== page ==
Japan finmin Aso warns against 'rapid' yen rises

The currency had been stable at around 107 yen to the dollar under Prime Minister Shinzo Abe's cabinet, Aso told reporters after a cabinet meeting

  
U.S. Dollar and Japan Yen notes are seen in this picture illustration June 2, 2017. Image used for illustrator purpose

U.S. Dollar and Japan Yen notes are seen in this picture illustration June 2, 2017. Image used for illustrator purpose

REUTERS/Thomas White

TOKYO  - Japanese Finance Minister Taro Aso described the yen's recent rise as "rapid" on Friday, signalling concern that a strong currency could add further pain to an export-led economy already in recession due to the coronavirus.

The yen's recent appreciation comes just as the world's third-largest economy has been bottoming out from its deepest postwar slump, with authorities juggling a restart of economic activity with efforts to prevent a second wave of COVID-19 infections.

The currency had been stable at around 107 yen to the dollar under Prime Minister Shinzo Abe's cabinet, Aso told reporters after a cabinet meeting.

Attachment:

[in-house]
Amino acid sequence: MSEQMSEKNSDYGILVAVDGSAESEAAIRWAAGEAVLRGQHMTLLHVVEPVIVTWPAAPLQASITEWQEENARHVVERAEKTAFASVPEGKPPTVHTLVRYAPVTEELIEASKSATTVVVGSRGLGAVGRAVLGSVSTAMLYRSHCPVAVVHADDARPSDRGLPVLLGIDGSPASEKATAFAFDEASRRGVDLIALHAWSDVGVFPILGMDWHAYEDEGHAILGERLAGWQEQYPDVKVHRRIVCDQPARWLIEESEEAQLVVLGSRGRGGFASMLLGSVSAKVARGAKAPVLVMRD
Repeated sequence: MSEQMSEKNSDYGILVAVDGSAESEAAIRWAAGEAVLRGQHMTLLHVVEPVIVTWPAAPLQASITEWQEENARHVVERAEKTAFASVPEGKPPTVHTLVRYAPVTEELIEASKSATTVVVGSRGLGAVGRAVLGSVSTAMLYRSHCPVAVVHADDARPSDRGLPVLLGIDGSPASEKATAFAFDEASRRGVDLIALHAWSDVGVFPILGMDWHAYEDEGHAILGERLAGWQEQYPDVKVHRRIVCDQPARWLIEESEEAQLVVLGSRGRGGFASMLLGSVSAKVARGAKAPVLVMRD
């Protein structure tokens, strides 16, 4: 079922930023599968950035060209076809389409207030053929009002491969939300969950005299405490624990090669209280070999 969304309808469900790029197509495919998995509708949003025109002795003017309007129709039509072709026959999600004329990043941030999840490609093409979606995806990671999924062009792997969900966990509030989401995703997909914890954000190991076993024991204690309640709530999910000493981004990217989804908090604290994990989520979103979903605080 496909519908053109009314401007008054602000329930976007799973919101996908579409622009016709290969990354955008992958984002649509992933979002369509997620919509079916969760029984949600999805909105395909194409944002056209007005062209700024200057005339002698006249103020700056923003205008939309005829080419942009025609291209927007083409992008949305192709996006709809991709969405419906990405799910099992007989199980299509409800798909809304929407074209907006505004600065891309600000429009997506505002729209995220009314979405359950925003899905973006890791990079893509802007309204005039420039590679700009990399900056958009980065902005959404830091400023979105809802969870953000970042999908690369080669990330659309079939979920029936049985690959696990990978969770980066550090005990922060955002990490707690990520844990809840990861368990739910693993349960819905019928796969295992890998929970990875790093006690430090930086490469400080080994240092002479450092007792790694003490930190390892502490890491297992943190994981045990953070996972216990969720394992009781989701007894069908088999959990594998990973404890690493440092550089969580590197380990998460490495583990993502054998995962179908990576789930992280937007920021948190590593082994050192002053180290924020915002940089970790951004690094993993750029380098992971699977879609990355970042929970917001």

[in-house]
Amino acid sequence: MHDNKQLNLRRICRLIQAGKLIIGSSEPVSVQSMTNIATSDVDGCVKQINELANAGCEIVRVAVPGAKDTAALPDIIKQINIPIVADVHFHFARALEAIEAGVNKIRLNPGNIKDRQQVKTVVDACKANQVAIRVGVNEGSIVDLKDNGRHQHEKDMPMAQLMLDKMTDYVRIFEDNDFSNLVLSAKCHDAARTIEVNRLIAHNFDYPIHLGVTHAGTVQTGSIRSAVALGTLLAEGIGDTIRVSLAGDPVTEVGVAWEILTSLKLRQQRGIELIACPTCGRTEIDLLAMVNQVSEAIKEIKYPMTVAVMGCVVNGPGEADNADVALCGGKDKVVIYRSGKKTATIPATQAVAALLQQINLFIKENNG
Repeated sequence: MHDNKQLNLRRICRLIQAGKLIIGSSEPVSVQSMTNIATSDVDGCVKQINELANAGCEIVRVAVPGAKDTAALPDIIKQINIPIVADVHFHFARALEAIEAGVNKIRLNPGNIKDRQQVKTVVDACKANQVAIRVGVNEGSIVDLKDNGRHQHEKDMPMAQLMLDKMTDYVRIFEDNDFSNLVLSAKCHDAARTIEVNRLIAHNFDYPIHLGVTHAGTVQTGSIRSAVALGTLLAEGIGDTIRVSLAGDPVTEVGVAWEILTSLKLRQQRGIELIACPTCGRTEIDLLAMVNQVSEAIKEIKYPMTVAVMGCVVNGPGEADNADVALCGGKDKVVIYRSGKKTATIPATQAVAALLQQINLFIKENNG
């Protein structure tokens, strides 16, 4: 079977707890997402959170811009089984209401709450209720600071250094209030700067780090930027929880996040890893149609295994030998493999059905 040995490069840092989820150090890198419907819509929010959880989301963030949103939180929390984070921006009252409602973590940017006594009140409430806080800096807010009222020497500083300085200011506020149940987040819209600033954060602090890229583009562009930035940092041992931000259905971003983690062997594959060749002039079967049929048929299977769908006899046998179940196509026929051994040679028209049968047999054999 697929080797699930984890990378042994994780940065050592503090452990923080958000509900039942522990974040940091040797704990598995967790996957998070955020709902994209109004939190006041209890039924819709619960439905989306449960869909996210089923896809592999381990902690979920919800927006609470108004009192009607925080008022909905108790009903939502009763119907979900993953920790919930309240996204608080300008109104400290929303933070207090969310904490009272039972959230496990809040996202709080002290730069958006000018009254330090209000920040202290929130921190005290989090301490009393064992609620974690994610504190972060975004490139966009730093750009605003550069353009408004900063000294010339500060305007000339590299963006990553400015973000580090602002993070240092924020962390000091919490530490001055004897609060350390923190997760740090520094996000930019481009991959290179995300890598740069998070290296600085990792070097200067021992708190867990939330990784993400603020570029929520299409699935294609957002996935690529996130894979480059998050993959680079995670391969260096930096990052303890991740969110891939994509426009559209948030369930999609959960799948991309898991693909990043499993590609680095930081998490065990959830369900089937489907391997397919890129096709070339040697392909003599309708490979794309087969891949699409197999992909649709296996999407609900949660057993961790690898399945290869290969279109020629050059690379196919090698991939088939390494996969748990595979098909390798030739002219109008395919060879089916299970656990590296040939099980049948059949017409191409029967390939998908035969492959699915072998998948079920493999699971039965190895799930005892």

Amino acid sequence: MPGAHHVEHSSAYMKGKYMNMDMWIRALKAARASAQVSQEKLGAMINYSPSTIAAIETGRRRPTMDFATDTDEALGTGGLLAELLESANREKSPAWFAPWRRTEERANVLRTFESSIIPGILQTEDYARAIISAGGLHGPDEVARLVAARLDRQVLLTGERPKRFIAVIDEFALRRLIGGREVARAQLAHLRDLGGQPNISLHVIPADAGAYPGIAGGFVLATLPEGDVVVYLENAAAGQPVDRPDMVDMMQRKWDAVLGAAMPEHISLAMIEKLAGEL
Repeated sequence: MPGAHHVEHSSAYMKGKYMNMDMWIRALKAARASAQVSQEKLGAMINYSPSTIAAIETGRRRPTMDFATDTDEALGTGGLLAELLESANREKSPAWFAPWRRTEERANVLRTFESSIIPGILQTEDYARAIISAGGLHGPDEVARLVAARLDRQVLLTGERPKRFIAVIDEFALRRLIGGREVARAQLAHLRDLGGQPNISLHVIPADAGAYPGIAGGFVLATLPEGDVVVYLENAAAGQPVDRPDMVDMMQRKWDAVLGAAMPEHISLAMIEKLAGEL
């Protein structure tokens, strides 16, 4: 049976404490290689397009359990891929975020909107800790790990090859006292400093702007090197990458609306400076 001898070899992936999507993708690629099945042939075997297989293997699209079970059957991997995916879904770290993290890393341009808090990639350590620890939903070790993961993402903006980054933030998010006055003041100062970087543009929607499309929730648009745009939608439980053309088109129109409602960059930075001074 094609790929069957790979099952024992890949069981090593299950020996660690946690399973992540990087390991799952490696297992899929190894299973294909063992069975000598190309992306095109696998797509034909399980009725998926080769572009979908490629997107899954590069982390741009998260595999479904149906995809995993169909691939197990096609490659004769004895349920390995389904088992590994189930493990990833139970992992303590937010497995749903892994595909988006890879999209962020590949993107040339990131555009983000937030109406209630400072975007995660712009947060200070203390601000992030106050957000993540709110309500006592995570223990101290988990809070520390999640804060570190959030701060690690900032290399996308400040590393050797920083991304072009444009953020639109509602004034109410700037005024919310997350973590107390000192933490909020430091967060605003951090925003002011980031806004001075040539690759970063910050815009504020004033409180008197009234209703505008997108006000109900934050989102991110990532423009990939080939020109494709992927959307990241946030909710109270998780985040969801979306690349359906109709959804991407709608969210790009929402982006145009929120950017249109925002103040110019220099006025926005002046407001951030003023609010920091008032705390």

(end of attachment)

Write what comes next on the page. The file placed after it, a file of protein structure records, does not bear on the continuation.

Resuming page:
"In that sense, the yen has swung upward rapidly by about 3 yen recently. Stability is important, so I'm closely monitoring it with a sense of urgency."

The dollar hit a 4 1/2-month low of 104.52 yen on Friday, having lost 3.1% this month, as investors worried that a recovery in the U.S. economy could be stymied by a second wave of coronavirus.

A Japanese government panel acknowledged on Thursday that the economy peaked in October 2018 and fell into recession, suggesting it was struggling long before its more recent coronavirus slump.

"We have taken steps to support domestic demand rather than external, helping employment and household income improve, which led to a moderate economic recovery," Aso said.

Aso added exports account for less than 20% of Japan's economy, shrugging off any immediate impact from the yen's ascent, but the fact that he warned against the currency's gains underscored authorities' struggle to boost external demand.

Japanese authorities tend to fire warning shots against excessive currency volatility and disorderly moves at a time of market strains.

Tokyo has stayed out of the currency market since 2011 when it intervened heavily by selling the yen to prevent the strong currency from hurting an economy facing damage from a devastating earthquake, tsunami and nuclear disaster.

(Reporting by Tetsushi Kajimoto; editing by Chang-Ran Kim and Richard Pullin) ((tetsushi.kajimoto@thomsonreuters.com; +81-3-4563-2731;))

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